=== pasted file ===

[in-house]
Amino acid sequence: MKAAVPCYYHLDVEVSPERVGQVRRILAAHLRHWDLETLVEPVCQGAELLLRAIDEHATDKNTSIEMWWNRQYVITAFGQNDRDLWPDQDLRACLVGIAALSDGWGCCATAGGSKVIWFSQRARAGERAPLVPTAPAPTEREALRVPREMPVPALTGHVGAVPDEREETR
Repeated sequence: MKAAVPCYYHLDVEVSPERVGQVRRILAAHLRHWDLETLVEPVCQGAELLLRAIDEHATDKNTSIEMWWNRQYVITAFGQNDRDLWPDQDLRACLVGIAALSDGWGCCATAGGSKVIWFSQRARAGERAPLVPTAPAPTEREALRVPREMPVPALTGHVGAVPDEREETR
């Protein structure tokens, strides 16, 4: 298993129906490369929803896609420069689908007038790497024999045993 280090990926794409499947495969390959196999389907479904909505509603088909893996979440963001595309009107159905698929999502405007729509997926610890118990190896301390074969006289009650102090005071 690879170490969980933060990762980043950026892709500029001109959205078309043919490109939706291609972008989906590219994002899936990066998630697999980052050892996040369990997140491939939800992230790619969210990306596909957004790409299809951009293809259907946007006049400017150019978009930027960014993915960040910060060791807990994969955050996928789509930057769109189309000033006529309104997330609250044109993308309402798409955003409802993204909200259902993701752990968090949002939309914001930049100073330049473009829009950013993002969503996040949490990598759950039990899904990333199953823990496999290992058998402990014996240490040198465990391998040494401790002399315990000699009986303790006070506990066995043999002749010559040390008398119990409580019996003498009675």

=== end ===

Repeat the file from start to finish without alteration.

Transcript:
[in-house]
Amino acid sequence: MKAAVPCYYHLDVEVSPERVGQVRRILAAHLRHWDLETLVEPVCQGAELLLRAIDEHATDKNTSIEMWWNRQYVITAFGQNDRDLWPDQDLRACLVGIAALSDGWGCCATAGGSKVIWFSQRARAGERAPLVPTAPAPTEREALRVPREMPVPALTGHVGAVPDEREETR
Repeated sequence: MKAAVPCYYHLDVEVSPERVGQVRRILAAHLRHWDLETLVEPVCQGAELLLRAIDEHATDKNTSIEMWWNRQYVITAFGQNDRDLWPDQDLRACLVGIAALSDGWGCCATAGGSKVIWFSQRARAGERAPLVPTAPAPTEREALRVPREMPVPALTGHVGAVPDEREETR
């Protein structure tokens, strides 16, 4: 298993129906490369929803896609420069689908007038790497024999045993 280090990926794409499947495969390959196999389907479904909505509603088909893996979440963001595309009107159905698929999502405007729509997926610890118990190896301390074969006289009650102090005071 690879170490969980933060990762980043950026892709500029001109959205078309043919490109939706291609972008989906590219994002899936990066998630697999980052050892996040369990997140491939939800992230790619969210990306596909957004790409299809951009293809259907946007006049400017150019978009930027960014993915960040910060060791807990994969955050996928789509930057769109189309000033006529309104997330609250044109993308309402798409955003409802993204909200259902993701752990968090949002939309914001930049100073330049473009829009950013993002969503996040949490990598759950039990899904990333199953823990496999290992058998402990014996240490040198465990391998040494401790002399315990000699009986303790006070506990066995043999002749010559040390008398119990409580019996003498009675």